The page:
Book Talk Makes the World a Better Place

Updated: May 31

Better relationships, more empathy, increased self-awareness, and deeper cultural understanding come from discussing books

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Be prepared to have your mind boggled. The earth has a population of more than 7.5 BILLION people.

In all of those billions of human beings, no two people are alike. Each individual is unique. Every individual on the face of the earth differs from each other in emotional, physical, and mental make-up. Every single one of us is different.

That means that there are 7.5 BILLION people who might not ever understand each other. Unless they read books.

David Baldacci is a writer of forty novels, all of which are national or international best-sellers. He’s a man whose work has been translated into 45 languages, whose books appear in 80 countries, and who’s sold 150 million copies of his books. Baldacci understands the power of books and their ability to bring people together and suggests that the world would be a better place if everyone read:

“Why can’t people just sit and read books and be nice to each other?”

My sentiments exactly. Reading books and then talking about them is a simple, low-cost strategy that can teach us about ourselves, enhance our social interaction, increase empathy, and develop cultural understanding.

The world might be a little better place if we all engaged in book talk.

Book talk reflects the personal prism of experience The world needs book talk. No doubt about it. It’s a great way to bring people together. Whether online or in-person, talking about books is a rational format for understanding other people’s viewpoints and for taking in perspectives that we might never have considered — or even known about.

Book talk is not as much about the novel itself as about our reaction to it.

The author’s story never changes. The words don’t miraculously shift sideways or shuffle around overnight. The plot and characters of a book are the same for everyone who reads it. The written story is permanently-preserved for the ages.

So why do people have such different responses to the same book? Wildly different reactions from person to person? Vastly different opinions on the worth of the book from reader to reader?

Every book interacts with the reader’s personal prism of experience, belief, and life-stage. The same book could be interpreted in 7.5 BILLION ways, but talking about that book shines a light on the unique perspective of each person.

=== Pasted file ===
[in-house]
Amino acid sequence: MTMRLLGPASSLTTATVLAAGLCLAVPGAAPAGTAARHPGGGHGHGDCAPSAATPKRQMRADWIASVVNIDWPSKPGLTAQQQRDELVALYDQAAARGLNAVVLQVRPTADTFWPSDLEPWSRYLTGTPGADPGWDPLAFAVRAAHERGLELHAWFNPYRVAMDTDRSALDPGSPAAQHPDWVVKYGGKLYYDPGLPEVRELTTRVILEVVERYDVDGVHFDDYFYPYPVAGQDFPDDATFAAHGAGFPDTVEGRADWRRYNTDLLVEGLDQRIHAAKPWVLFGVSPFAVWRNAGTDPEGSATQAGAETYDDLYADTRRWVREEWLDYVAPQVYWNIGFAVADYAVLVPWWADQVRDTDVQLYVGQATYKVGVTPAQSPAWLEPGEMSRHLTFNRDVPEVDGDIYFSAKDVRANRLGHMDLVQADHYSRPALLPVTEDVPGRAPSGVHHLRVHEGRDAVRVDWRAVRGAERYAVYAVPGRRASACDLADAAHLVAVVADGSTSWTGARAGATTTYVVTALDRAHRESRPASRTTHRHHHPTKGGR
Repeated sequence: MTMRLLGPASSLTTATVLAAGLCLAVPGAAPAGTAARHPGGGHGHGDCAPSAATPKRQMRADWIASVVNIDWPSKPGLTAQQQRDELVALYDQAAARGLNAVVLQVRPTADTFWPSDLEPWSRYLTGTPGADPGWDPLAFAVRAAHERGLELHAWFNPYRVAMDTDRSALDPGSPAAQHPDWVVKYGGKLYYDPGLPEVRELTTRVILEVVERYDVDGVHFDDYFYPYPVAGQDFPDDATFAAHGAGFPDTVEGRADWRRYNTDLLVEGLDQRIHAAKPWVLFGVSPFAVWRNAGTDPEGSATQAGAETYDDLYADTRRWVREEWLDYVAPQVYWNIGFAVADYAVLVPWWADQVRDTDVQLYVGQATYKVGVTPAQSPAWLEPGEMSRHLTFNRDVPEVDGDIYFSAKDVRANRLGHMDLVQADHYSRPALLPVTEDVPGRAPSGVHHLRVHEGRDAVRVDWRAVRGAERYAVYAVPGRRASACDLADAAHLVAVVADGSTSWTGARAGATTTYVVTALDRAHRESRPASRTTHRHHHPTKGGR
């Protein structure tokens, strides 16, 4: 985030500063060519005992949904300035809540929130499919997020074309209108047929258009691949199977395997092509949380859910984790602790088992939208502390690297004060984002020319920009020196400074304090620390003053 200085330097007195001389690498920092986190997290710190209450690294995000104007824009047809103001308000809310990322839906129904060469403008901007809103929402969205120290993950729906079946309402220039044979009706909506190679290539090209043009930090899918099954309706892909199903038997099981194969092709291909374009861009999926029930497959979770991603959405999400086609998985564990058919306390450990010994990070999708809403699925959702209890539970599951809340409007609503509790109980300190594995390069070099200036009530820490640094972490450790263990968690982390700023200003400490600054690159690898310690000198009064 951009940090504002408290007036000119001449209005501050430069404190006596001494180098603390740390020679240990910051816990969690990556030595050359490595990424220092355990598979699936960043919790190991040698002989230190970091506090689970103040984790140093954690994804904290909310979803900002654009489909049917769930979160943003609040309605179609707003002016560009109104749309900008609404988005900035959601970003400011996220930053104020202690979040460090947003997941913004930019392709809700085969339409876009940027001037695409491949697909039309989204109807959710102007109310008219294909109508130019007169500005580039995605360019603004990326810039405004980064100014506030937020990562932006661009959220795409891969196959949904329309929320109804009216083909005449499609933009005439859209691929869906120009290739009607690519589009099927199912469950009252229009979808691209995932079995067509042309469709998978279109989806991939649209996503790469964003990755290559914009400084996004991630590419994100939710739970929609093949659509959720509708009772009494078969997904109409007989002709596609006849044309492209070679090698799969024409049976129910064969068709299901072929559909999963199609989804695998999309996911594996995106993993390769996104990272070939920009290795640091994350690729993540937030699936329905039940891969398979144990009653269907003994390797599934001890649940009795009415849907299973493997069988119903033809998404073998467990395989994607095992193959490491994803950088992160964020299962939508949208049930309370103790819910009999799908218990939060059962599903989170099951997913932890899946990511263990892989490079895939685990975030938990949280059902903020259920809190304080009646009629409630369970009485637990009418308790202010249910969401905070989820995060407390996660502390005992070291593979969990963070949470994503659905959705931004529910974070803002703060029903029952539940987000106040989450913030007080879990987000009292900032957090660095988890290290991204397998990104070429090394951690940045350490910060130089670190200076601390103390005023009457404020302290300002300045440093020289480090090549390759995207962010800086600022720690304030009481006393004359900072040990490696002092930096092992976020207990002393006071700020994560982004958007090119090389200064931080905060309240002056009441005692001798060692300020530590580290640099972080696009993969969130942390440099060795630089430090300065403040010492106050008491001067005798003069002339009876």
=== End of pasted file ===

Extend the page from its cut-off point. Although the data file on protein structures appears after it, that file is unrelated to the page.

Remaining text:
We may talk about interactive technology in our modern world, but an avid reader knows that all literature is interactive. All we need is a mind, a heart, and the ability to understand language. Once we read the words, our souls create an emotional reaction to them based on our unique make-up of beliefs and life experiences.

By talking about books, we become more aware of our own biases and beliefs. We are aware of WHY we feel the way we do about the book. We remember experiences and turning points that influenced our opinions. Talking about books and our response to them prompts a new level of self-awareness.

Book talk and the popularity of female book clubs Throughout history, people have recognized the benefits of talking about books. Consider the evolution of the book club in America.

Book clubs exist for all ages. There are book clubs for men, and co-ed groups, and clubs that focus on particular themes. But from the early days of white European settlement in the United States, women, in particular, have been drawn together for book talk.

Women are relational creatures. We like to connect with others. We want to know the emotions and feelings of others. Book clubs — where discussion of a book means sharing our reactions to a story — are a natural fit.

As early as 1634, on the ship bound for the Massachusetts Bay Colony, rabble-rouser Anne Hutchinson organized an all-female group to discuss the Biblical text of the weekly sermons. (Sadly, the male leaders of the General Assembly — in all their wisdom — condemned Anne’s book group. Her feminist ideology and belief in a personal relationship with God later caused her to be labeled as a heretic.)

But Anne had started something. Beginning with that first ill-fated discussion group on the ship from England, book clubs took hold and were a common occurrence in America. From the Lyceum movement, to Margaret Fuller’s “Conversations,” to turn-of-the 20th-century female literary societies, to Chautauqua courses, to Oprah Winfrey’s national launch of her book club in 1996, talking about books has been a part of our national heritage. Book talk is an essential ingredient for the expansion of the mind and broadening of horizons.

Book clubs fulfill the need for social interaction and mental stimulation. In today’s world, if you can’t get together for a meeting, you can still take experience book talk online.